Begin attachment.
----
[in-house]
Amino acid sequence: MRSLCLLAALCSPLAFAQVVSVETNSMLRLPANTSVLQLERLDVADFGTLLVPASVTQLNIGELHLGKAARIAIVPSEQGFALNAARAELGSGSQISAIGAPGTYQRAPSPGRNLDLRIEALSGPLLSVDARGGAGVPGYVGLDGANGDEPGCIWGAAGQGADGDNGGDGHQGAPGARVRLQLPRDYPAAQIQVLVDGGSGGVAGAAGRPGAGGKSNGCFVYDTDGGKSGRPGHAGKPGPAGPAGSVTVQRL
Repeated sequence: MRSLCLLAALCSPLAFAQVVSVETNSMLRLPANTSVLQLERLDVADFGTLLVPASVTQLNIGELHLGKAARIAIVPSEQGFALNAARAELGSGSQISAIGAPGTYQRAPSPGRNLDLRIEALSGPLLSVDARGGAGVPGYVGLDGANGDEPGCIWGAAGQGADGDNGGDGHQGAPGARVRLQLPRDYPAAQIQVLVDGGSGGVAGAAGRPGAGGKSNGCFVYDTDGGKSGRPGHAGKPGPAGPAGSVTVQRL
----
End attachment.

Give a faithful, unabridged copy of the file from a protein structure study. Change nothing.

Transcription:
[in-house]
Amino acid sequence: MRSLCLLAALCSPLAFAQVVSVETNSMLRLPANTSVLQLERLDVADFGTLLVPASVTQLNIGELHLGKAARIAIVPSEQGFALNAARAELGSGSQISAIGAPGTYQRAPSPGRNLDLRIEALSGPLLSVDARGGAGVPGYVGLDGANGDEPGCIWGAAGQGADGDNGGDGHQGAPGARVRLQLPRDYPAAQIQVLVDGGSGGVAGAAGRPGAGGKSNGCFVYDTDGGKSGRPGHAGKPGPAGPAGSVTVQRL
Repeated sequence: MRSLCLLAALCSPLAFAQVVSVETNSMLRLPANTSVLQLERLDVADFGTLLVPASVTQLNIGELHLGKAARIAIVPSEQGFALNAARAELGSGSQISAIGAPGTYQRAPSPGRNLDLRIEALSGPLLSVDARGGAGVPGYVGLDGANGDEPGCIWGAAGQGADGDNGGDGHQGAPGARVRLQLPRDYPAAQIQVLVDGGSGGVAGAAGRPGAGGKSNGCFVYDTDGGKSGRPGHAGKPGPAGPAGSVTVQRL